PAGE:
We’re all aware of the fact that our gambling behaviour can be influenced by certain types of music and that's because online gambling and music go hand in hand. So, we suggest you start playing your preferred games with one of everyone’s favourite songs by Sting called The Shape of my Heart. It was released in 1993 and used for the end credits of the film Léon. In one of his interviews, Sting explained that the lyrics of the song tell the story of a card player who places bets not in order to win but to figure out something that’s been bothering him - “some kind of scientific, almost religious law.”
35. All I Wanna Do Is Play Cards - Corb Lund
“Well, I guess I really oughta be makin up songs but all I wanna do is play cards. I know it's dumb and sick and wrong but all I wanna do is play cards. Got the studio booked in Tennessee, and my record producer's callin me, the tape will roll in just three weeks and all I wanna do is play cards.” Does it sound familiar? It’s a 2005 hit by Corb Lund called All I Wanna Do Is Play Cards, once you hear it you’ll be playing it on repeat.
34. Gambling Man - The Overtones
When you’re falling in love, it’s perfectly normal to feel like you want to gamble everything just to attract that person’s attention to notice you and love you back. Well, Gambling Man is a lively 2010 song that tells a story of a guy fascinated with his love, so he places all his bets on her, as the song goes - “I played my hand, I rolled the dice, now I'm paying for my sins, I got some bad addiction.” This time, he feels that this love affair is different from any other – “Baby, it's you, yeah, yeah, that's right.” The song was released in 2010 and has been popular ever since.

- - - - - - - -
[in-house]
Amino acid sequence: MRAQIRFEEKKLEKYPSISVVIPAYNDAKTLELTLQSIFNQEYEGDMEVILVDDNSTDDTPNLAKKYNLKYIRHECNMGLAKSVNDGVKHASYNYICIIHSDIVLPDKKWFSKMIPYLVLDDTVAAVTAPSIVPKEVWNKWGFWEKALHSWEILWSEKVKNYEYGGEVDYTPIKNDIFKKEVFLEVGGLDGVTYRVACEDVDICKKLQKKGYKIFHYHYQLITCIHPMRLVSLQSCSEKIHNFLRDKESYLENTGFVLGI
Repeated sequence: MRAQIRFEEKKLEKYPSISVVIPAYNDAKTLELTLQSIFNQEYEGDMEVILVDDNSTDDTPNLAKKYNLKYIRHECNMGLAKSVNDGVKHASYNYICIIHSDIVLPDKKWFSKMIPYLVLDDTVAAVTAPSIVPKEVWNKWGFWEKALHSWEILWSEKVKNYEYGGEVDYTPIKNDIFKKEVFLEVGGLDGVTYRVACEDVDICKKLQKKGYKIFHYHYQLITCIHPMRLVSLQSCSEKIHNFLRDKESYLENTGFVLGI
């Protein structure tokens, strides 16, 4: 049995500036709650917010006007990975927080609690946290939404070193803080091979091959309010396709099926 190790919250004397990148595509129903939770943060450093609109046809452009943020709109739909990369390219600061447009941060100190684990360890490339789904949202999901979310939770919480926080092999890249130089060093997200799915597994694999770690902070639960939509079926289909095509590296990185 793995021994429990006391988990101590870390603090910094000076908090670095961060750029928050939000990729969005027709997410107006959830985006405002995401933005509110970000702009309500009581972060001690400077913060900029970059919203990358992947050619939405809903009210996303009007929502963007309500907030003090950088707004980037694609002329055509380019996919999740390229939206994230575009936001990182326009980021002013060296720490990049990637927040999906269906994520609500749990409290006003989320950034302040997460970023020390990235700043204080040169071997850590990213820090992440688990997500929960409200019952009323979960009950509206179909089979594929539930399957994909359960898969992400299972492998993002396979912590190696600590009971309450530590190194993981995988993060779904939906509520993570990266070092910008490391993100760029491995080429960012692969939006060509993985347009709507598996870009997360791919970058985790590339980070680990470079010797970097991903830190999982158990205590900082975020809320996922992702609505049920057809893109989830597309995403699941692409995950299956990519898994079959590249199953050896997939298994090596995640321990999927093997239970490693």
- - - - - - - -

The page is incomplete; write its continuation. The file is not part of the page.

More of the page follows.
33. Poker Face - Lady Gaga
Although the Poker Face song is more about the game of romance rather than the game of poker, the catchy refrain that starts with “Can't read my, no he can't read my poker face” kinda reminds us of winning at the tables, so we couldn’t skip it this time. Released in 2008, the song achieved worldwide success, topping the charts in the USA, the UK, Australia, Canada and several European countries.
32. Little Queen of Spades - Robert Johnson